For the second year in a row, children’s authors will grab the spotlight for an entire day at BEA. Back-to-back kids programming is scheduled today for the Uptown Stage, where an array of authors will take part in panel discussions ranging from creating fantasy worlds to writing true-to-life fiction authentically. Booksellers and other industry professionals will have the opportunity to hear fresh voices—those of promising new authors whose books were selected for this year’s Young Adult and Middle-Grade Buzz sessions—as well as the voices of well-established writers.
For months, education director Sally Dedecker, a digital and print publishing consultant and owner of Sally Dedecker Enterprises, worked with many publishers to assemble the stage programming. The decision to repeat 2013’s first-ever daylong kids’ stage appearances stemmed from last year’s success. “The kids-only programming was very popular with booksellers and librarians, and publishers and authors loved the attention and dedicated space,” reports Dedecker.
Dedecker was very impressed with the dedication of children’s publishers and authors, noting “the passion for building strong children’s programming to share with attendees was the focus of every discussion we had. Honestly, the one problem we had this year is that there were more authors’ and publishers’ ideas than time on the stage schedule.”
For those planning their stage itineraries, here’s the lineup of events on the Uptown Stage today:
10–10:30 a.m.: Meet BEA Young Adult Buzz Authors 2014. Susannah Greenberg, president of Susannah Greenberg Public Relations, moderates a panel discussion among authors spotlighted in this year’s Young Adult Editors’ Buzz Panel. Participants are Cynthia Weil (I’m Glad I Did), Robin Talley (Lies We Tell Ourselves), Amy Ewing (The Jewel), and Ryan Graudin (The Walled City).
11–11:30 a.m.: It’s Not Easy Being Teen. How do writers believably and authentically get into the mindset of a teen? It’s simple to skew a voice too young or too old, or to underestimate the breadth of a high schooler’s experience. In a panel discussion moderated by Aubry Parks-Fried, a digital marketing manager at HarperTeen, these authors will address this challenge: Amy Zhang (Falling into Place), Kresley Cole (Dead of Winter), Becca Fitzpatrick (Black Ice), and Amanda Maciel (Tease).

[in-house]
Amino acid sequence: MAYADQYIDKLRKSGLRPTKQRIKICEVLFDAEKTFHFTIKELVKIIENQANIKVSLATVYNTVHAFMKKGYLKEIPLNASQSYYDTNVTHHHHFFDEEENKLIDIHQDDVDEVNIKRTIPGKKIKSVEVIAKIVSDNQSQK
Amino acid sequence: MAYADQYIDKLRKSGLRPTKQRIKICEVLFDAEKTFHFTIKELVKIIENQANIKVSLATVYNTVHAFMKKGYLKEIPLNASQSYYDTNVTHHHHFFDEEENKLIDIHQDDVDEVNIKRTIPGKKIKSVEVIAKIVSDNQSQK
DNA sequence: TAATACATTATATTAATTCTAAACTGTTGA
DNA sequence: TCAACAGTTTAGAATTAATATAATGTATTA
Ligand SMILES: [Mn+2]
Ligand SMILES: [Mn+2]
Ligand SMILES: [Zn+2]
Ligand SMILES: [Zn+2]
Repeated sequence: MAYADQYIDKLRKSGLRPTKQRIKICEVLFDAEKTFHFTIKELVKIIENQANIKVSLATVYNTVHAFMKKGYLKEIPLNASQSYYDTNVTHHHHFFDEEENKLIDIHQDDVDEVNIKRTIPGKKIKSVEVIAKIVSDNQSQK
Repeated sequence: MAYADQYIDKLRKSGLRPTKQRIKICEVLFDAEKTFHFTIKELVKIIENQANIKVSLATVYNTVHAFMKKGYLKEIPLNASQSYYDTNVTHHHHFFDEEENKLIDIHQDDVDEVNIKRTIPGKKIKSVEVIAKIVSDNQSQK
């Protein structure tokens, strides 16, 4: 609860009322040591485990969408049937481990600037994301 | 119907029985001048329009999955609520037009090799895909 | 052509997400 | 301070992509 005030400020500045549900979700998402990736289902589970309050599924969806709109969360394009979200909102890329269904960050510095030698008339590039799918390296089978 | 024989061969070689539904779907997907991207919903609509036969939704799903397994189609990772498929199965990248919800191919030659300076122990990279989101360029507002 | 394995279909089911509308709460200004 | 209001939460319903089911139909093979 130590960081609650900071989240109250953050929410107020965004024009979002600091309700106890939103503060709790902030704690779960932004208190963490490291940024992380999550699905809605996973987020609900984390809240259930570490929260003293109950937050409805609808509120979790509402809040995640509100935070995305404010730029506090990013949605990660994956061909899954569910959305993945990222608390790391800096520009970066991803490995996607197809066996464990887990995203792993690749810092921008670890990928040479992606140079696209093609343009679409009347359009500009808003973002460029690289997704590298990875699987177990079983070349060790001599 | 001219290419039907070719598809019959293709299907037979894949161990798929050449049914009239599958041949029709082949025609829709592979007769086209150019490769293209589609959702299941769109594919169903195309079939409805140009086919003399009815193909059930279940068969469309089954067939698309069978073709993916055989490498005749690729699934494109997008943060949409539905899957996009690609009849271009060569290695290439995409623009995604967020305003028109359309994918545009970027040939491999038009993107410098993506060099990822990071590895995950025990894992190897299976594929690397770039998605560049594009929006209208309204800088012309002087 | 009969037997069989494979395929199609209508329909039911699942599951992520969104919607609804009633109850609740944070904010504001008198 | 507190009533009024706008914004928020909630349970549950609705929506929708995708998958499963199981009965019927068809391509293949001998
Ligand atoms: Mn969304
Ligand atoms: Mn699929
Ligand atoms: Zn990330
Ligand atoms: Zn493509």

1–1:30 p.m.: Meet BEA Middle-Grade Buzz Authors 2014. Jennifer Brown, children’s editor of Shelf Awareness and director of the Center for Children’s Literature at the Bank Street College of Education, moderates a panel of novelists whose work was featured on this morning’s Middle-Grade Editors’ Buzz Panel. They are Eric Kahn Gale (Zoo at the Edge of the World), M.A. Larson (Pennyroyal Academy), Kelly Barnhill (The Witch’s Boy), Kat Yeh (The Truth About Twinkie Pie), and Rob Harrell (Life of Zarf
2–2:30 p.m.: The Craft of Writing and World Building. The world an author creates is more than just a background or a piece of descriptive writing. It becomes the arena in which characters’ stories play out, dictating decisions, emotional histories, and beyond—yet fictional worlds are rarely born as a fully formed idea. Five masters of the craft will discuss the promise and pitfalls of constructing a world from scratch. Participating are Brandon Mull (the Five Kingdoms Series), Scott Westerfeld (Afterworlds), Kiera Cass (The One), Heather Demetrios (Exquisite Captive), and Michael Grant (Messenger of Fear). Margot Wood of Epic Reads moderates.
3–3:30 p.m.: Real YA. These bestselling, award-winning authors put their teens through out-of-this world struggles that are firmly planted in reality, whether it’s grappling with family drama, coping with the loss of a family member, or healing from a past trauma. The following YA novelists talk about delivering high-stakes stories that readers can relate to: E. Lockhart (We Were Liars), Meg Wolitzer (Belzhar), Gayle Forman (If I Stay), and Jandy Nelson (I’ll Give You the Sun). Moderator is Cristin Stickles, bookseller at Manhattan’s McNally Jackson.